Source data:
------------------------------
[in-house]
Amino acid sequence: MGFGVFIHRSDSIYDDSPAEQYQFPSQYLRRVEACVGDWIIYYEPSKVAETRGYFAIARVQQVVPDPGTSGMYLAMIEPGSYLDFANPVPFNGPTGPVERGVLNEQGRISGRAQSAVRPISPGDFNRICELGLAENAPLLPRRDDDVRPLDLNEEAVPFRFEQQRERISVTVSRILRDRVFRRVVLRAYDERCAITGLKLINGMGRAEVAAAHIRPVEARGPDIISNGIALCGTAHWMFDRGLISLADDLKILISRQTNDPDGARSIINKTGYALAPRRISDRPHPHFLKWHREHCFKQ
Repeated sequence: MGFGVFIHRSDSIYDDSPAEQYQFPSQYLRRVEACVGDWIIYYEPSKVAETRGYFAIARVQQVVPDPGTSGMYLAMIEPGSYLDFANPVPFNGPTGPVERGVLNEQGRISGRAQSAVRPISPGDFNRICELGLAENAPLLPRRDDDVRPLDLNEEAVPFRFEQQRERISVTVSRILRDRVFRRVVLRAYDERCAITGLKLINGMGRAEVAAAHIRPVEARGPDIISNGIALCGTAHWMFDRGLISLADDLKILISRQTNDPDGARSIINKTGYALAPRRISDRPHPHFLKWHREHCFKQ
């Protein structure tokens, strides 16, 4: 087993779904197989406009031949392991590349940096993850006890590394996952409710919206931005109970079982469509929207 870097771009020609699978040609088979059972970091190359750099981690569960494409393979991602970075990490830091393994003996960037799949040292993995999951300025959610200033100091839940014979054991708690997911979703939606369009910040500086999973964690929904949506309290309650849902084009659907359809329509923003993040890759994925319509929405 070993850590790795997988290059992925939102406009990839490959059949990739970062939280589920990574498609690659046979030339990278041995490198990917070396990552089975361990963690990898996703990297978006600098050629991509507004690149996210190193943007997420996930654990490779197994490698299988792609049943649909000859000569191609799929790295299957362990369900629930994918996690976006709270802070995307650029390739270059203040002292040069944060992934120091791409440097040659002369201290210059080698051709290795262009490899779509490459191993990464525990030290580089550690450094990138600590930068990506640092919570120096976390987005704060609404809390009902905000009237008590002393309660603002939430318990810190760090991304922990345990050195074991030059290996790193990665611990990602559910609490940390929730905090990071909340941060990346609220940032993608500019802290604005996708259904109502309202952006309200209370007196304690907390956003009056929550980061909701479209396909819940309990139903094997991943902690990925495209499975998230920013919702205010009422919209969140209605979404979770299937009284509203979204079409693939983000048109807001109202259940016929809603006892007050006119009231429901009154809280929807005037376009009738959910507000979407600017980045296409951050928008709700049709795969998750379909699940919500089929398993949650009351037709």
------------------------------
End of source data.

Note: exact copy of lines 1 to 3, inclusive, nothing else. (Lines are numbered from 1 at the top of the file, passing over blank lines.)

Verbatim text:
[in-house]
Amino acid sequence: MGFGVFIHRSDSIYDDSPAEQYQFPSQYLRRVEACVGDWIIYYEPSKVAETRGYFAIARVQQVVPDPGTSGMYLAMIEPGSYLDFANPVPFNGPTGPVERGVLNEQGRISGRAQSAVRPISPGDFNRICELGLAENAPLLPRRDDDVRPLDLNEEAVPFRFEQQRERISVTVSRILRDRVFRRVVLRAYDERCAITGLKLINGMGRAEVAAAHIRPVEARGPDIISNGIALCGTAHWMFDRGLISLADDLKILISRQTNDPDGARSIINKTGYALAPRRISDRPHPHFLKWHREHCFKQ
Repeated sequence: MGFGVFIHRSDSIYDDSPAEQYQFPSQYLRRVEACVGDWIIYYEPSKVAETRGYFAIARVQQVVPDPGTSGMYLAMIEPGSYLDFANPVPFNGPTGPVERGVLNEQGRISGRAQSAVRPISPGDFNRICELGLAENAPLLPRRDDDVRPLDLNEEAVPFRFEQQRERISVTVSRILRDRVFRRVVLRAYDERCAITGLKLINGMGRAEVAAAHIRPVEARGPDIISNGIALCGTAHWMFDRGLISLADDLKILISRQTNDPDGARSIINKTGYALAPRRISDRPHPHFLKWHREHCFKQ